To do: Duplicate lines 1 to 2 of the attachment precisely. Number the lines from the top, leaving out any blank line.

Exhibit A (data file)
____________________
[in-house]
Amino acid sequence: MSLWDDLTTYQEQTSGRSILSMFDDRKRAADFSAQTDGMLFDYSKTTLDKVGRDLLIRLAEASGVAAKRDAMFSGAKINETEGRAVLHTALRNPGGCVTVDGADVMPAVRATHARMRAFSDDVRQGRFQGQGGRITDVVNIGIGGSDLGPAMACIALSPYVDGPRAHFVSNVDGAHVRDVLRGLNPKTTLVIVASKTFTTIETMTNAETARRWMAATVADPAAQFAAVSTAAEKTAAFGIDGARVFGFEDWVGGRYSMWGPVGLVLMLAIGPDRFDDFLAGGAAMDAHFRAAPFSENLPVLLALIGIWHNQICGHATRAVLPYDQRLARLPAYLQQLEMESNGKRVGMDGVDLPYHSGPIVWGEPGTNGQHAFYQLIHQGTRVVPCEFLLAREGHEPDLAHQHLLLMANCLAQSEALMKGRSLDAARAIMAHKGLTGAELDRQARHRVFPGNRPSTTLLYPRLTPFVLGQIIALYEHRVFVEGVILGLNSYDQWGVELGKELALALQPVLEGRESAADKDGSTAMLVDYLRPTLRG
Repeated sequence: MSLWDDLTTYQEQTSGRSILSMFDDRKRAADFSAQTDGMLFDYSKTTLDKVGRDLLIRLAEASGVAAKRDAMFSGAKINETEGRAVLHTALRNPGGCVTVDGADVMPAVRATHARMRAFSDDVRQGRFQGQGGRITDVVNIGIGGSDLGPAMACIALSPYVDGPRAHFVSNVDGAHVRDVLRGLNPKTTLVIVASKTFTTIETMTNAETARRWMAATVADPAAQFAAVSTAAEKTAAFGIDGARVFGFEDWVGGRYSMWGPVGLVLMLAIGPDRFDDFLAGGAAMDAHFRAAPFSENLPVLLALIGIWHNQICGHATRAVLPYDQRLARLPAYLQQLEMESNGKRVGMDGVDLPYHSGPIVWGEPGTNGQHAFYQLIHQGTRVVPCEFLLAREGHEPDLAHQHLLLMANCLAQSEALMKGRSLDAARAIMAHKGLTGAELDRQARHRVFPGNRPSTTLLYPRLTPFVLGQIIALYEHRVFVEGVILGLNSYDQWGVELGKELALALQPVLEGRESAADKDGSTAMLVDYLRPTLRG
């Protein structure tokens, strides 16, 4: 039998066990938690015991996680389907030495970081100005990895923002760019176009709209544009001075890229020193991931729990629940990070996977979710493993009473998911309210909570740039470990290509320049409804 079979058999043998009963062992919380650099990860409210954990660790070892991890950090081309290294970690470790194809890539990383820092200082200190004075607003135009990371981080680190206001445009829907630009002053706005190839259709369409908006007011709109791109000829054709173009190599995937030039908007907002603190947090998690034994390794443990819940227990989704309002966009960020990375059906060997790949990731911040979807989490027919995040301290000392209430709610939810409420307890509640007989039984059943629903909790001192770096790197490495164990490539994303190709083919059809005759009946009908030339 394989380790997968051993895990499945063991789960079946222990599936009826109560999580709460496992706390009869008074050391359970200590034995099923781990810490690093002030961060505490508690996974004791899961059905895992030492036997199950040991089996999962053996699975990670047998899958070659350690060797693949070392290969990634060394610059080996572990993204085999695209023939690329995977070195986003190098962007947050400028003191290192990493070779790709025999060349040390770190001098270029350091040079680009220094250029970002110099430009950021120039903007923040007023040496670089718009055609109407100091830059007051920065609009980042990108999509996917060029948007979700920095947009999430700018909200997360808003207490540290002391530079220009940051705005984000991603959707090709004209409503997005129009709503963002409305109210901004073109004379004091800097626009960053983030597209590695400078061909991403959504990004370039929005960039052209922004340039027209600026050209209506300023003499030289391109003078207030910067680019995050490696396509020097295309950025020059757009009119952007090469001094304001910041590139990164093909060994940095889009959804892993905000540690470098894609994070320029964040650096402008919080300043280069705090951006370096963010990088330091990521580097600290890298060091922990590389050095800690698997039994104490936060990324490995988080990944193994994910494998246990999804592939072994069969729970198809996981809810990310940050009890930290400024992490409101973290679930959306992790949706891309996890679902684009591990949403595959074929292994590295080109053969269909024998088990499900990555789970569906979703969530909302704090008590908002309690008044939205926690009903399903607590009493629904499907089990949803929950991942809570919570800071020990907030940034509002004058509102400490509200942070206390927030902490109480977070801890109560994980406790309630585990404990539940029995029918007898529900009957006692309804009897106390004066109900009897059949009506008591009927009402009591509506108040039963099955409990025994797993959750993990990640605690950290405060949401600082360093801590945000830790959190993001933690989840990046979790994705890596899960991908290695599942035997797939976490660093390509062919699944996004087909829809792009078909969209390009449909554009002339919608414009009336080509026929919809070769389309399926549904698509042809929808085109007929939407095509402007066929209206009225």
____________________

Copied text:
[in-house]
Amino acid sequence: MSLWDDLTTYQEQTSGRSILSMFDDRKRAADFSAQTDGMLFDYSKTTLDKVGRDLLIRLAEASGVAAKRDAMFSGAKINETEGRAVLHTALRNPGGCVTVDGADVMPAVRATHARMRAFSDDVRQGRFQGQGGRITDVVNIGIGGSDLGPAMACIALSPYVDGPRAHFVSNVDGAHVRDVLRGLNPKTTLVIVASKTFTTIETMTNAETARRWMAATVADPAAQFAAVSTAAEKTAAFGIDGARVFGFEDWVGGRYSMWGPVGLVLMLAIGPDRFDDFLAGGAAMDAHFRAAPFSENLPVLLALIGIWHNQICGHATRAVLPYDQRLARLPAYLQQLEMESNGKRVGMDGVDLPYHSGPIVWGEPGTNGQHAFYQLIHQGTRVVPCEFLLAREGHEPDLAHQHLLLMANCLAQSEALMKGRSLDAARAIMAHKGLTGAELDRQARHRVFPGNRPSTTLLYPRLTPFVLGQIIALYEHRVFVEGVILGLNSYDQWGVELGKELALALQPVLEGRESAADKDGSTAMLVDYLRPTLRG